Michael Kahn Does “The Alchemist!”
I’ve warned you about Michael Kahn before. The artistic director of Washington’s Shakespeare Theatre Company continues to make stage classics work by inserting shtickla the writer could not have imagined. He’s done it again in “The Alchemist,” by Ben Jonson.
For some two and a half hours, the opening night audience marveled – and roared – at the characters on stage; they each figured to score. They were trying to take advantage of one another, while the audience roars. In the end they are a sorrowful bunch of con-artists, deserving sympathy from no one – especially the people on the other side of the footlights. Ticket-holders saw all their tricks, understood their greedy ambitions and known how daft their crude machinations.
Mr. Jonson’s words are there but what was a collection of 16th century rascals and petty criminals – through Mr. Kahn’s artistry – emerged on the boards as an outrageous crew of petty thieves. Muriel Horton’s exceptional costumes help, and so do the illuminating set and restrained lighting, created by James Noone and Peter West.
As for the cast, line them up! Kate Skinner literally throws herself into Dol Common, a prostitute. Subtle is the moniker adorning David Maris who romps through elaborate costumes meant to disguise his true character: the alchemist who feeds all the greedy appetites on stage. And Michael Milligan, first seen as a cavalry officer wearing an Irish T-shirt, and later switching to the butler in charge of everything we see.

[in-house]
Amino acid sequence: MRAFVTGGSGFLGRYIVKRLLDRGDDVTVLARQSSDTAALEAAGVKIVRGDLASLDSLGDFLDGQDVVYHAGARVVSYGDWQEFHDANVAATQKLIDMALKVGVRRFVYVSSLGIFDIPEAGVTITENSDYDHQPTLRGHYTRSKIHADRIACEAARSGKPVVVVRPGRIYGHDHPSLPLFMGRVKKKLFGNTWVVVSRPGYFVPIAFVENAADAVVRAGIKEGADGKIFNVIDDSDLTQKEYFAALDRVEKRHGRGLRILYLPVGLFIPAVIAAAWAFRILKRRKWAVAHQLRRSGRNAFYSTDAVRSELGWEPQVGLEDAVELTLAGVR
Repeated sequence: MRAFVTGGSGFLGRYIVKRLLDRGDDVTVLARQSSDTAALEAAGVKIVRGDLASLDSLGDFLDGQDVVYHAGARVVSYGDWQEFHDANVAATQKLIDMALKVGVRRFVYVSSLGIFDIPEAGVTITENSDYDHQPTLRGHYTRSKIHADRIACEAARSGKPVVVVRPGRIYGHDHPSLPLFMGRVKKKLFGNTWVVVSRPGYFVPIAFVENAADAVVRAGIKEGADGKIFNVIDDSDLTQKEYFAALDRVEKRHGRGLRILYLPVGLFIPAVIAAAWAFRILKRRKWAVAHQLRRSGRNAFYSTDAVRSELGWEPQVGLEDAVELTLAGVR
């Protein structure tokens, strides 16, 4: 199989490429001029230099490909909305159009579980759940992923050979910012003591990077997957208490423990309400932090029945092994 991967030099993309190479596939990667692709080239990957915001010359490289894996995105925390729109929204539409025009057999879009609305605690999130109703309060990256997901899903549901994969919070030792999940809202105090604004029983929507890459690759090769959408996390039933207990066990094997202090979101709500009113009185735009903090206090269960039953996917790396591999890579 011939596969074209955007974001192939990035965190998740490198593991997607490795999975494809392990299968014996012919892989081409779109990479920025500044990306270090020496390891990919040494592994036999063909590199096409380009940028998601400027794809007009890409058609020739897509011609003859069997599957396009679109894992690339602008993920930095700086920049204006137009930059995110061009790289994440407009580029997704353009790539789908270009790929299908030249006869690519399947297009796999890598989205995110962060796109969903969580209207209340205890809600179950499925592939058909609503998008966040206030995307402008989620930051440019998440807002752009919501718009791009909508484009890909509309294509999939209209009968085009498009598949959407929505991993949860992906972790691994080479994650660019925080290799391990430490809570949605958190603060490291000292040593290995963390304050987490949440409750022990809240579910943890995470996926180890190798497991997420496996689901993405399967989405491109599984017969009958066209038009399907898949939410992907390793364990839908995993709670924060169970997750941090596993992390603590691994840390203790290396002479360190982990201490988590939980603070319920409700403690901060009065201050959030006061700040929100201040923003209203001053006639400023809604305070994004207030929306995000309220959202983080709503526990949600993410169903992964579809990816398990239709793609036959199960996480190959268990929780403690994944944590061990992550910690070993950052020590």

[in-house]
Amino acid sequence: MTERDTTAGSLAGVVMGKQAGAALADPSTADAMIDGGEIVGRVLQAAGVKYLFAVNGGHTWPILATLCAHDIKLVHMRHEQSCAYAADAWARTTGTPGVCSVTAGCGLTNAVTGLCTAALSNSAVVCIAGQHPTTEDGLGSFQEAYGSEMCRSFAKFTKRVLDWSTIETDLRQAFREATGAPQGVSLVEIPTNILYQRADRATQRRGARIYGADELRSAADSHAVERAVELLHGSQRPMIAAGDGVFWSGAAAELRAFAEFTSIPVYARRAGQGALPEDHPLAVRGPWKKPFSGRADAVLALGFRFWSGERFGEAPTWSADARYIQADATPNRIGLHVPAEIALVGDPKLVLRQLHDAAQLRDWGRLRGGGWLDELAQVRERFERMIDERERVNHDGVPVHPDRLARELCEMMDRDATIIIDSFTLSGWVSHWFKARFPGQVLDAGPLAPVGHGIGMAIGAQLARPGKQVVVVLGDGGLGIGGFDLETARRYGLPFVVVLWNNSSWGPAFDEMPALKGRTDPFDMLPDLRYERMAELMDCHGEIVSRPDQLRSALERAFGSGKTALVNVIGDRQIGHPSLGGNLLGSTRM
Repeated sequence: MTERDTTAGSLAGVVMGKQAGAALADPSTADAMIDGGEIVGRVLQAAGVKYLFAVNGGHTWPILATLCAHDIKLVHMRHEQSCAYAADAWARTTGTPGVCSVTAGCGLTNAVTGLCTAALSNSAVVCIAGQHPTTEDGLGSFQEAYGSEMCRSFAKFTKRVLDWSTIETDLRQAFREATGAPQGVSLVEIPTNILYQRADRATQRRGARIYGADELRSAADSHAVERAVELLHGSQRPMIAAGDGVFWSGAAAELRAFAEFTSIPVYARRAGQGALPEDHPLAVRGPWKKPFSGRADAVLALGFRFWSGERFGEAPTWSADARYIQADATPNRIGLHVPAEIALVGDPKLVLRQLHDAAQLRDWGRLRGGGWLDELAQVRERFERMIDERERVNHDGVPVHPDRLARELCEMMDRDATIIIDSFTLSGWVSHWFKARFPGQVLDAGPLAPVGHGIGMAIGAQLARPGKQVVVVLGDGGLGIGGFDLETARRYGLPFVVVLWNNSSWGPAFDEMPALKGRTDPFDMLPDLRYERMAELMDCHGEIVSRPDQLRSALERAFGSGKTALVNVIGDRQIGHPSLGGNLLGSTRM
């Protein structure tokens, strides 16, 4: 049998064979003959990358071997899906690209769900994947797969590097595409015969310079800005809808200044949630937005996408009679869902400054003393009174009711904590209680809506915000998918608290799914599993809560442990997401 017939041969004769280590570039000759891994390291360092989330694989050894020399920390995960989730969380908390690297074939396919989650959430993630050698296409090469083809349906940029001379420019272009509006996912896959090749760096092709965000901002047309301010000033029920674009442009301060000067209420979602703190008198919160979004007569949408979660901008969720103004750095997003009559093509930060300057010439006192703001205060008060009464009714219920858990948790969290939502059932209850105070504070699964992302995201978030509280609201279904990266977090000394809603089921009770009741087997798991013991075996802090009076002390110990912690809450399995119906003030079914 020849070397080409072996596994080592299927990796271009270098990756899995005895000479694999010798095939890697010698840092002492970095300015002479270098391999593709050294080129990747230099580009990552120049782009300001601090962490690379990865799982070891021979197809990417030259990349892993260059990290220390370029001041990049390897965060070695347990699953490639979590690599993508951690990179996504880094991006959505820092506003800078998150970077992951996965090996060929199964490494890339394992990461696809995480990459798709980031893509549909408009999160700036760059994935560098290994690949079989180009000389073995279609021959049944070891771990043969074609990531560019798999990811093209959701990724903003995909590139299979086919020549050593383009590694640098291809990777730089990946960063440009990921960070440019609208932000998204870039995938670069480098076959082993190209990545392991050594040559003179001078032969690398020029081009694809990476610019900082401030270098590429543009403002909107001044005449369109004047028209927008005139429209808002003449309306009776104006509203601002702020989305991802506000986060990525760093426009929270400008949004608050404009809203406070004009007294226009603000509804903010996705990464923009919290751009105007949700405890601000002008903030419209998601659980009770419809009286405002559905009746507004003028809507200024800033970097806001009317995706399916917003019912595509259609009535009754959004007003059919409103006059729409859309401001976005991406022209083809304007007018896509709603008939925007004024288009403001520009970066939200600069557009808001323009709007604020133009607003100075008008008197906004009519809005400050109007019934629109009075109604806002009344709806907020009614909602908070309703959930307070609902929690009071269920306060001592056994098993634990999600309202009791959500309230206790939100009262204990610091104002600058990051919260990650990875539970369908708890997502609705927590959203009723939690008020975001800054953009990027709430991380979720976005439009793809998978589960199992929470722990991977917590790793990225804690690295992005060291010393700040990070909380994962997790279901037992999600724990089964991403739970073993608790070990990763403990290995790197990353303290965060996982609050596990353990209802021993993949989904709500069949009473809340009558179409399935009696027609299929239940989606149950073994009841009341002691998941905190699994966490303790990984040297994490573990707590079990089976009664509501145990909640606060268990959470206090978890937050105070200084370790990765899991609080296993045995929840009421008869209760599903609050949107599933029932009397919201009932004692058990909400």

Nick Cordileone has a neat turn as a lawyer’s clerk and Jeff Biehl takes a few swirls around the plot as a young shopkeeper. Kyle Fabel has one of those deliciously named parts: Pertinax Surly is a cynic and out of step with everyone else. But then, he arrives on the scene with Sir Epicure Mammon, really yclept David Sabin; as he has on several occasions Mr. Sabin threatens to take over the stage. He’s the rich man who literally begs to be taken. As ever, he’s magnificent.
In Ben Jonson’s era, England had just broken away from the Church of Rome, so the company presents Timothy Thomas as Tribulation Wholesome, to all outward appearances a Catholic priest; although the piping on his cassock calls him a monsignor. Alex Morf plays a wealthy young man who, at the end, becomes bonkers. Accompanying him is his sister, a toothsome dish and a widow to boot; Rachel Holt’s blonde beauty sets off several subplots. Tying all the stories together arrives Wynn Harmon; the owner of the very handsome set (house) stays out of sight initially – fled away from the plague, we are told.
Since my lead gave the greatest credit to Michael Kahn, it was incumbent that I name each actor because each contributes. The director, I know, would have been lost without their particular talents.
The Shakespeare Theatre Company’s new season is off to a laugh-roaring start. Ben Jonson’s “The Alchemist” made a perfect fit for opening this October.